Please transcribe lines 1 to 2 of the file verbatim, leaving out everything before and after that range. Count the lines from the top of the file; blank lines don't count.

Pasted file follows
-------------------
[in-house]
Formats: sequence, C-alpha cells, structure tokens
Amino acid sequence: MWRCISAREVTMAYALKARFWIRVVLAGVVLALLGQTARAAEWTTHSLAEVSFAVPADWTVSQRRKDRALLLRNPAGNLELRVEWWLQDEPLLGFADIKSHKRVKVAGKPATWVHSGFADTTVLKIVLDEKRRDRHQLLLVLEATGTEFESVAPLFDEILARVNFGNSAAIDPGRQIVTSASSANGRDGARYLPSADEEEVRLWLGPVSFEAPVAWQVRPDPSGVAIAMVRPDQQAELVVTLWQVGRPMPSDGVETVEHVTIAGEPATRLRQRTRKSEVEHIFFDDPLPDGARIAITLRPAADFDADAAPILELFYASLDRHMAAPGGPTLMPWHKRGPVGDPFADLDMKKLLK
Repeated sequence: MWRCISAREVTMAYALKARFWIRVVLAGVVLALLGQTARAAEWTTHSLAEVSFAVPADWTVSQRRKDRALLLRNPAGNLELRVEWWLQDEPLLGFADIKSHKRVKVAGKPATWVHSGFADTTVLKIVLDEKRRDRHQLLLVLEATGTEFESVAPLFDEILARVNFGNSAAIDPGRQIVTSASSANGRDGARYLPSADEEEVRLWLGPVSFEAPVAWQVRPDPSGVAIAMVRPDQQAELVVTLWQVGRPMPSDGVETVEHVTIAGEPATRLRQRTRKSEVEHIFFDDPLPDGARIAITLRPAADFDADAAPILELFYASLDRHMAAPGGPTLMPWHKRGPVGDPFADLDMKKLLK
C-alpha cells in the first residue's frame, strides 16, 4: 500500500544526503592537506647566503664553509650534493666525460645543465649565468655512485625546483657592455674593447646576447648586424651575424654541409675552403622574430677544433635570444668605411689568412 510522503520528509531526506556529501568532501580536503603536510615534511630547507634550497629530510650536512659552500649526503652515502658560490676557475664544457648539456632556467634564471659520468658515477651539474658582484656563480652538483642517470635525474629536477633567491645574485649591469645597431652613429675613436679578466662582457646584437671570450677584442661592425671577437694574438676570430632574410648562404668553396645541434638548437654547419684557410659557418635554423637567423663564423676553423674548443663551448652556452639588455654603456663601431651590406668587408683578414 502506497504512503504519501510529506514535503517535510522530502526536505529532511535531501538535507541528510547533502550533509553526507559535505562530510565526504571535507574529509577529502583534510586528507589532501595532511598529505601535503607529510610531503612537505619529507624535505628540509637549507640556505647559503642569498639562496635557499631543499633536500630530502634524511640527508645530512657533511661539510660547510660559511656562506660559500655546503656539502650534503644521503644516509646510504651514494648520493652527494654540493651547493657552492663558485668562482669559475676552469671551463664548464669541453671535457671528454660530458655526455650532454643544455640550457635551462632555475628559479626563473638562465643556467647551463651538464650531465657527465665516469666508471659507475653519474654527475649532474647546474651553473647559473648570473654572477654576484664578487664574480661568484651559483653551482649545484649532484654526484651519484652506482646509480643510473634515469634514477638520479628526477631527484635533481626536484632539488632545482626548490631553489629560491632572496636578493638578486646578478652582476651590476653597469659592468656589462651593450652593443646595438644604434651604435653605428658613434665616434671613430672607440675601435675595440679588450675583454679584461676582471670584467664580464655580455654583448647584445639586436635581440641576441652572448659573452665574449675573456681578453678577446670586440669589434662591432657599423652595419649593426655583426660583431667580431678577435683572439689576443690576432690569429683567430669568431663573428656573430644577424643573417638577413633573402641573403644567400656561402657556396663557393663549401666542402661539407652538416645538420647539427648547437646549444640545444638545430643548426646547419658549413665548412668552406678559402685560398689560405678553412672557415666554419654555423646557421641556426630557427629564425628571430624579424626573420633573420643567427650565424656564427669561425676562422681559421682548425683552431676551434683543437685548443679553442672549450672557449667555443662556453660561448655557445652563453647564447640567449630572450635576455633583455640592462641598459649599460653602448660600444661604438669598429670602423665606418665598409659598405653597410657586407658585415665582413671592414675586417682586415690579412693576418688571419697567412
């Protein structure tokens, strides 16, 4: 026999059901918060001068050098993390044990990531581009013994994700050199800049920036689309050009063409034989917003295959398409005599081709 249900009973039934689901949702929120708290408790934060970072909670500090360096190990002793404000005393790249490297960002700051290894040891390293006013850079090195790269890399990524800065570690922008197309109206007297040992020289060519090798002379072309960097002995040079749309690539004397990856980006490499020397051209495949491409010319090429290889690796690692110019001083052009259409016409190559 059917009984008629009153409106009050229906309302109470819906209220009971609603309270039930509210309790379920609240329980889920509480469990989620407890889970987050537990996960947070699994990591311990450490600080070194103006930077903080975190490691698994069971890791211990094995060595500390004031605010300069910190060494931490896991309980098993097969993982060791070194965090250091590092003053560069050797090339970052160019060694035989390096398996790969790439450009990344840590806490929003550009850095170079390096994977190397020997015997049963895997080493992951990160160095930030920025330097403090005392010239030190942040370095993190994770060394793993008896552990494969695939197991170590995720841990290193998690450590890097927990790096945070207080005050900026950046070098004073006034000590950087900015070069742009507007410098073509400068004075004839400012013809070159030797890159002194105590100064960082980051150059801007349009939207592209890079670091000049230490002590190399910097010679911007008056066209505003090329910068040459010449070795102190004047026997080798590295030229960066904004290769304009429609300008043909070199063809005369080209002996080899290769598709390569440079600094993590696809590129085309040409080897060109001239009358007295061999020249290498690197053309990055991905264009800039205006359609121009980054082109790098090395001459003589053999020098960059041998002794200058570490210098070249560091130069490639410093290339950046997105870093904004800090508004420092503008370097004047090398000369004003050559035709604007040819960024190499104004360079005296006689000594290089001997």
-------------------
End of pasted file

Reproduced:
[in-house]
Formats: sequence, C-alpha cells, structure tokens